Chapter 14 Fiscal Policy
I. Economic Goals of the United States
Economic growth, Price stability, Low unemployment,
Positive balance of payments
I. Economic Goals of the United States Employment Act of 1946
began reaction to five-year Soviet Union economic plans.
1. Set four economic goals
a. Economic growth
b. Price stability
c. Low unemployment
d. Positive balance of payments
2. Created the President's Council of Economic Advisors
3. Some History from St. Louis FED
B. Humphrey–Hawkins 1978 Full Employment Act
1. Set five-year goals for economy
2. Specific goals
a. 4% unemployment
b. 3% inflation by 1985, 0% by 1988
c. Reduce balance of payments deficit
d. Increase economic growth and investment
e. Reduce the size of the public sector
C. Government Policy Options
1. Fiscal policy, the focal point of Keynesian
economics, is this chapter's topic.
a. Discretionary fiscal policy
b. Automatic stabilizers
2. Monetary Policy will be covered in chapter 15.
3. Appropriate Fiscal Policy leads to noninflationary Full Employment
Discretionary Fiscal Policy
A. Discretionary fiscal policy is the deliberate manipulation
of government taxing and spending to control AD and the
B. AD = C + I + G + XN
C. Expansionary fiscal policy consists of reversing an
economic downturn by increasing AD with deficit spending.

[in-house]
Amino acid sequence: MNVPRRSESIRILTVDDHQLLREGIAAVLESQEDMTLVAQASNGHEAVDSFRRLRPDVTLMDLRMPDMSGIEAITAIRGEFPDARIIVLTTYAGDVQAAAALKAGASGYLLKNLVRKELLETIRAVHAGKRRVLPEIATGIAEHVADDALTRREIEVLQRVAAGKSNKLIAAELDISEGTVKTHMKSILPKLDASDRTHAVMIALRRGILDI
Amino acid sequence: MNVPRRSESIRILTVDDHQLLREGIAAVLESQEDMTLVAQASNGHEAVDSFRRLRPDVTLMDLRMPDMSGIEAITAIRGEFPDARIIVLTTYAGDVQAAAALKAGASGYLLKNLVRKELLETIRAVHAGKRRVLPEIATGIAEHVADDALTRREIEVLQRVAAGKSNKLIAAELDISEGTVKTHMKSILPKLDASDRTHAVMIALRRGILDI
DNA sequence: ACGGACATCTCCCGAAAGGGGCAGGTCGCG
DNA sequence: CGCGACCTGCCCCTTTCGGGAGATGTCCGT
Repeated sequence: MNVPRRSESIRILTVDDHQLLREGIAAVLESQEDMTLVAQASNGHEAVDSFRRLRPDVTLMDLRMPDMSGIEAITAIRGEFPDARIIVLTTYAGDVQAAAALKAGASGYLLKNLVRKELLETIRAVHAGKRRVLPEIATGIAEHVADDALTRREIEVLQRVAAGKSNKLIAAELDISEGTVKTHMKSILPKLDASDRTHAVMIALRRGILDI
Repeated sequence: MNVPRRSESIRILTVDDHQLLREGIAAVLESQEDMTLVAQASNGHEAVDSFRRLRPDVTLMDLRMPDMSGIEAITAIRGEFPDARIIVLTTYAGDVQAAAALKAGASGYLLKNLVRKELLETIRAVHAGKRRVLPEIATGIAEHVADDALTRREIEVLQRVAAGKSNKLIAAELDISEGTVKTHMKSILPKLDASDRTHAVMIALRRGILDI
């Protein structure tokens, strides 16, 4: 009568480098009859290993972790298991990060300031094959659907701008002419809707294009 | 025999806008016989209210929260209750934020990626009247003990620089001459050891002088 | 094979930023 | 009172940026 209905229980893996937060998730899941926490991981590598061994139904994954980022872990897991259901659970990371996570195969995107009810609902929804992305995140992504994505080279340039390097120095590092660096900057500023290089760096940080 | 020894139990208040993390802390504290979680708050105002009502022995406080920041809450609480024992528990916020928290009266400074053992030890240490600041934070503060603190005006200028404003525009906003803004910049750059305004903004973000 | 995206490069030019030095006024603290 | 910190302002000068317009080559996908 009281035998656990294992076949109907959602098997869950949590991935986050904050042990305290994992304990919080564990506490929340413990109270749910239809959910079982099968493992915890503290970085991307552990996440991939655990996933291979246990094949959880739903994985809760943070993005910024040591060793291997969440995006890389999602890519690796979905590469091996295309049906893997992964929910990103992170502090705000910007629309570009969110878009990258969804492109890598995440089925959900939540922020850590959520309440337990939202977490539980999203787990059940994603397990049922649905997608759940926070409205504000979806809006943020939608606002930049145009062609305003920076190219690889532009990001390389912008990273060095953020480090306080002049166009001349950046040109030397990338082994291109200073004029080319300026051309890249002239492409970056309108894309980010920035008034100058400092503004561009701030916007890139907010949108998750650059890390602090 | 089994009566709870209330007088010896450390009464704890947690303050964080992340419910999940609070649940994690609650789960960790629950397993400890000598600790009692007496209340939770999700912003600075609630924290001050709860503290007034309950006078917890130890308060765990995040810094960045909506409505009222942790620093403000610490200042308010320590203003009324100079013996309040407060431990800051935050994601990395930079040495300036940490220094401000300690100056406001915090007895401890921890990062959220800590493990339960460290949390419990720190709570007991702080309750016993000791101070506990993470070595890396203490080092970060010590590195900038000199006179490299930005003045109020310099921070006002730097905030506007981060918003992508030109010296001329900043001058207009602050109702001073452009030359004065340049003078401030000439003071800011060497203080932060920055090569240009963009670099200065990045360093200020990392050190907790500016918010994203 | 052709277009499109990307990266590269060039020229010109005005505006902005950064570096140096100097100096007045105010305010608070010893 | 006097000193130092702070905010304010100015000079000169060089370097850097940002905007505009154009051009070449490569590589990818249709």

1. Lower taxes to increase Consumption (C) and Investment (I)
a. Personal income taxes
b. Capital gains taxes paid on the profit from the sale of
commercial real estate, a company, and financial assets
(stocks and bonds)
c. Investment tax credit which is a direct lowering of the tax
liability of companies investing in certain approved types of
plant and equipment
2. Increase government spending (G)
3. The result will be a fiscal stimulus through deficit spending.
4. The impact of a fiscal stimulus will affect AD.
5. Fiscal policy and the multiplier... is an 9 minute video
In Europe Austerity Was
Government Spending Increases GDP
Concretionary fiscal policy: Decreasing inflationary
pressure by decreasing AD
1. Increase taxes
2. Decrease government spending
3. The result will be a fiscal drag with smaller deficits or a surplus.
E. The multiplier effect described in chapter 12 applies to fiscal
F. Loanable Funds and Crowding Out of Private Investment
1. Government borrowing fiscal policy to expand economy raises
demand for loanable funds increasing interest rates which crowds
out/lowers private investment which slows the economy
2. Concise Video
3. Expanded Video 9.32 minutes
Editors Note: The long-term affects of high debt and inflation from borrowing will not be known for a years.
III. Automatic stabilizers
Effectiveness of Fiscal Policy
1. Determining when recessions begin is difficult.
a. Disagreement over whether the U.S. was in a recession
from 1989-1991 resulted in little fiscal action being taken.
b. The 2001 slowdown happened so fast there was not time
for preemptive action.
2. Fiscal policy takes time to implement
3. There will be a delay because it takes business time to
expand capital investment.
B. Political considerations